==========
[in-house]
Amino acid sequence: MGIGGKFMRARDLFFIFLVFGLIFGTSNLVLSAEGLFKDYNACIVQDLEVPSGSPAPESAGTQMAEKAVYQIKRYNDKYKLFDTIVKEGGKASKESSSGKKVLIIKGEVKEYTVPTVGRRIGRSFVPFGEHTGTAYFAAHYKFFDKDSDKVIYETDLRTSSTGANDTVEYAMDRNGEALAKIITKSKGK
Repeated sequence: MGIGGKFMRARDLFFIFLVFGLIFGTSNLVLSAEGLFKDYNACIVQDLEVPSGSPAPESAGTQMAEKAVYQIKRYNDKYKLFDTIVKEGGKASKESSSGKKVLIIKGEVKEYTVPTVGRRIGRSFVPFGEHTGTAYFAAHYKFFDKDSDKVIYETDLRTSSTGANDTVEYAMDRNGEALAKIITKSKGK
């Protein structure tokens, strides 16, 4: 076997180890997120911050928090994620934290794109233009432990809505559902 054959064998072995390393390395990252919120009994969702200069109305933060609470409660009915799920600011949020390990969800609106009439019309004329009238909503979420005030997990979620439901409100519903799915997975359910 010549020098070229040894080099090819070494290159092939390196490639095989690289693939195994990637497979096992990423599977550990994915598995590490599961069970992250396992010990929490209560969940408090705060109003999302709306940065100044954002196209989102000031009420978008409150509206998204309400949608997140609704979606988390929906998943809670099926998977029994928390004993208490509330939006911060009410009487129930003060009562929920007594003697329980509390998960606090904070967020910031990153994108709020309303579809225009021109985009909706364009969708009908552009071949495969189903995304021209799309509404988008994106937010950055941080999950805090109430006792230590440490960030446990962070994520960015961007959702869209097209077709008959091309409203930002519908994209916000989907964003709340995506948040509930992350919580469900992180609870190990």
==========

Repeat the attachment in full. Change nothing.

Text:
[in-house]
Amino acid sequence: MGIGGKFMRARDLFFIFLVFGLIFGTSNLVLSAEGLFKDYNACIVQDLEVPSGSPAPESAGTQMAEKAVYQIKRYNDKYKLFDTIVKEGGKASKESSSGKKVLIIKGEVKEYTVPTVGRRIGRSFVPFGEHTGTAYFAAHYKFFDKDSDKVIYETDLRTSSTGANDTVEYAMDRNGEALAKIITKSKGK
Repeated sequence: MGIGGKFMRARDLFFIFLVFGLIFGTSNLVLSAEGLFKDYNACIVQDLEVPSGSPAPESAGTQMAEKAVYQIKRYNDKYKLFDTIVKEGGKASKESSSGKKVLIIKGEVKEYTVPTVGRRIGRSFVPFGEHTGTAYFAAHYKFFDKDSDKVIYETDLRTSSTGANDTVEYAMDRNGEALAKIITKSKGK
């Protein structure tokens, strides 16, 4: 076997180890997120911050928090994620934290794109233009432990809505559902 054959064998072995390393390395990252919120009994969702200069109305933060609470409660009915799920600011949020390990969800609106009439019309004329009238909503979420005030997990979620439901409100519903799915997975359910 010549020098070229040894080099090819070494290159092939390196490639095989690289693939195994990637497979096992990423599977550990994915598995590490599961069970992250396992010990929490209560969940408090705060109003999302709306940065100044954002196209989102000031009420978008409150509206998204309400949608997140609704979606988390929906998943809670099926998977029994928390004993208490509330939006911060009410009487129930003060009562929920007594003697329980509390998960606090904070967020910031990153994108709020309303579809225009021109985009909706364009969708009908552009071949495969189903995304021209799309509404988008994106937010950055941080999950805090109430006792230590440490960030446990962070994520960015961007959702869209097209077709008959091309409203930002519908994209916000989907964003709340995506948040509930992350919580469900992180609870190990």